Closing Shot: Rising To The Challenge

Twenty years ago the Breeders’ Cup had to figure out how to hold its event in a post-9/11 world. This year, the pandemic has again raised the stakes for safety and logistical protocols.

By Liz Mullen
Jockeys hold American flags prior to the start of the 2001 Breeders’ Cup.BloodHorse / Mike Corrado

Twenty years ago, the Breeders’ Cup faced the challenge of hosting its annual World Championships in New York a little over a month after the 9/11 terrorist attack on the United States.


Even in normal times the Breeders’ Cup is quite a logistical undertaking, with horses coming from all over the world to compete for multimillion-dollar purses.

Dora Delgado, Breeders’ Cup executive vice president and chief racing officer, was in constant contact with then New York Mayor Rudy Giuliani’s office and then New York Gov. George Pataki’s office, as well as state and federal law enforcement agencies before hosting the event at Belmont Park, just outside New York City on Oct. 27, 2001.

“Amid countless unknowns, our combined teams held daily calls to plan for every possible scenario and address potential vulnerabilities to ensure the event could proceed safely and securely,” Delgado said. “In the days leading up to the World Championships, bomb dogs and SWAT teams were on-site and there were snipers along the roofline on race day.”

Both New York authorities and Breeders’ Cup officials wanted to host a patriotic event that brought people together, Delgado said. She is proud they accomplished that, with red, white and blue all around the track and jockeys presenting police officers with flags before running the eight-race event in front of a crowd of 52,987.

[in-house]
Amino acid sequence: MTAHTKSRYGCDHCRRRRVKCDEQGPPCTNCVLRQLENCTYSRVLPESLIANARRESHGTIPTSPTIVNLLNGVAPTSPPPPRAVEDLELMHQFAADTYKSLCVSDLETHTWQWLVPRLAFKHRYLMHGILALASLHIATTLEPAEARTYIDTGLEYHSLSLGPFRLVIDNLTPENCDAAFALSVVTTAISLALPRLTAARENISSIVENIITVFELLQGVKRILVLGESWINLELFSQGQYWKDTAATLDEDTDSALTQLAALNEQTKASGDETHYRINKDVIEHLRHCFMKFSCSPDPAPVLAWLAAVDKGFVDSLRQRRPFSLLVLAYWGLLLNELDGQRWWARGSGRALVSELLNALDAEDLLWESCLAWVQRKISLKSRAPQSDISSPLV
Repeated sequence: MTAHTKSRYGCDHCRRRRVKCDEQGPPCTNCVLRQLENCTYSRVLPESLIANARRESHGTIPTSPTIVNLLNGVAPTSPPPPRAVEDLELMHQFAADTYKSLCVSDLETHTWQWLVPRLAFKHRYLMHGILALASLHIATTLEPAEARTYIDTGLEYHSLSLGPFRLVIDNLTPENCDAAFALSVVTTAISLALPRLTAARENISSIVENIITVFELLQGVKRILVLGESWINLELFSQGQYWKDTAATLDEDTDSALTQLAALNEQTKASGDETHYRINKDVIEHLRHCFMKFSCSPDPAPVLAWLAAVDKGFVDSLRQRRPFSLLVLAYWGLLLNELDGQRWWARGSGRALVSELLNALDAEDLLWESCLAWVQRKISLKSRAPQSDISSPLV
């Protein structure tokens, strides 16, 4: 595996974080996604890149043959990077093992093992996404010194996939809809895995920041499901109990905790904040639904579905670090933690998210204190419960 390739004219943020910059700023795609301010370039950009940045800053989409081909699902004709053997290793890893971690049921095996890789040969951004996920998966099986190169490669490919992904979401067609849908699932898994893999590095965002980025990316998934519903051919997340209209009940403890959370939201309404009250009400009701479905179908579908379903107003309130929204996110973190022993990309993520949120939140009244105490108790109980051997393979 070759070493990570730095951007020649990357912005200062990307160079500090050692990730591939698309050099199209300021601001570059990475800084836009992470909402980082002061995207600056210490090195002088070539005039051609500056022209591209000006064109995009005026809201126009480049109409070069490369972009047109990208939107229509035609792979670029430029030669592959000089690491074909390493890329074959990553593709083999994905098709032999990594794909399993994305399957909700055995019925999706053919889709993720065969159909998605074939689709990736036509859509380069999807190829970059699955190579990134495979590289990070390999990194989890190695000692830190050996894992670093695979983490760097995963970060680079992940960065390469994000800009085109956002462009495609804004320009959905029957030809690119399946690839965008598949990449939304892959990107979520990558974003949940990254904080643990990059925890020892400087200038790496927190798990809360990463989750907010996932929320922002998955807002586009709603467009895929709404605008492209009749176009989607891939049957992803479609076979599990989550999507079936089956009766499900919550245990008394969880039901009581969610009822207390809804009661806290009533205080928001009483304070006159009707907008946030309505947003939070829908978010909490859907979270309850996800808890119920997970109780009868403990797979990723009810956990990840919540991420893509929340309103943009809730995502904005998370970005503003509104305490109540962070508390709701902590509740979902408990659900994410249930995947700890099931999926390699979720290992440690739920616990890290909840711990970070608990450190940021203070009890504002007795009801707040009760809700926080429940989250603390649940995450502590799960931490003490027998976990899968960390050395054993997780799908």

This week on Friday and Saturday (Nov. 5-6), California’s Del Mar will host horse racing’s world championships and Breeders’ Cup officials are facing a different issue as it is their first event in the pandemic to run with fans. Last year’s event was run at Keeneland in Kentucky without fans due to the COVID-19 outbreak.

“We were very much looking forward to hosting a ‘normal’ event after last year’s World Championships took place under strict COVID-19 protocols without fans, but many of the challenges associated with conducting an international event during a pandemic, such as supply chain issues, remain,” she said.

The Breeders’ Cup has adapted seating plans and offerings to meet California’s strict COVID standards and all visitors to the stables must show proof of vaccine or a negative test.

“Our top priority is and always will be the safety and health of our athletes, participants and fans,” Delgado said. “In both cases — after 9/11 and as we emerge from the heights of a global pandemic — we were and are operating in the midst of life-altering events that present unique challenges for conducting an international sporting event like the Breeders’ Cup World Championships in a safe and responsible manner.”


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